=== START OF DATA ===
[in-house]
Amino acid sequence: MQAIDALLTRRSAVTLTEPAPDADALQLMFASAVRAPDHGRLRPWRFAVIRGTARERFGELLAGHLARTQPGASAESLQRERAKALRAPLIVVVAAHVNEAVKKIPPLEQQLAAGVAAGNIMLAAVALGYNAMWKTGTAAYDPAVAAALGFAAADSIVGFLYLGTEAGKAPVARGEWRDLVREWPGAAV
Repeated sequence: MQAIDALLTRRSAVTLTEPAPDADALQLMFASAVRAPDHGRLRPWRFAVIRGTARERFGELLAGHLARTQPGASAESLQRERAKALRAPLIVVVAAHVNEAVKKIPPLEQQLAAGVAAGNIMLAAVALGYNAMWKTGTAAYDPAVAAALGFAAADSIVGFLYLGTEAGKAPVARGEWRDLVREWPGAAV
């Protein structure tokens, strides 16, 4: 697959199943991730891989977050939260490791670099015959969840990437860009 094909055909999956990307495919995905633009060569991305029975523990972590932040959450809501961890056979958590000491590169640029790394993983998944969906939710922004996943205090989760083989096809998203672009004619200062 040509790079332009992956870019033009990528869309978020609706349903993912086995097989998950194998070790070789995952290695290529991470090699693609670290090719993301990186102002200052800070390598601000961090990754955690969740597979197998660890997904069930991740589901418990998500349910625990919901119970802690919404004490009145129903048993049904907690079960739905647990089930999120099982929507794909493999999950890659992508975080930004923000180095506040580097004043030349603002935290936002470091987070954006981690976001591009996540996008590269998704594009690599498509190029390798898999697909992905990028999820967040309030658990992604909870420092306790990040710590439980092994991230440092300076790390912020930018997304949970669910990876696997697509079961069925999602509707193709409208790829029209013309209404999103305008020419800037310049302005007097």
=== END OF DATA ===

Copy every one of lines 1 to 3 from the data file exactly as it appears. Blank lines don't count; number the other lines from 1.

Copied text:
[in-house]
Amino acid sequence: MQAIDALLTRRSAVTLTEPAPDADALQLMFASAVRAPDHGRLRPWRFAVIRGTARERFGELLAGHLARTQPGASAESLQRERAKALRAPLIVVVAAHVNEAVKKIPPLEQQLAAGVAAGNIMLAAVALGYNAMWKTGTAAYDPAVAAALGFAAADSIVGFLYLGTEAGKAPVARGEWRDLVREWPGAAV
Repeated sequence: MQAIDALLTRRSAVTLTEPAPDADALQLMFASAVRAPDHGRLRPWRFAVIRGTARERFGELLAGHLARTQPGASAESLQRERAKALRAPLIVVVAAHVNEAVKKIPPLEQQLAAGVAAGNIMLAAVALGYNAMWKTGTAAYDPAVAAALGFAAADSIVGFLYLGTEAGKAPVARGEWRDLVREWPGAAV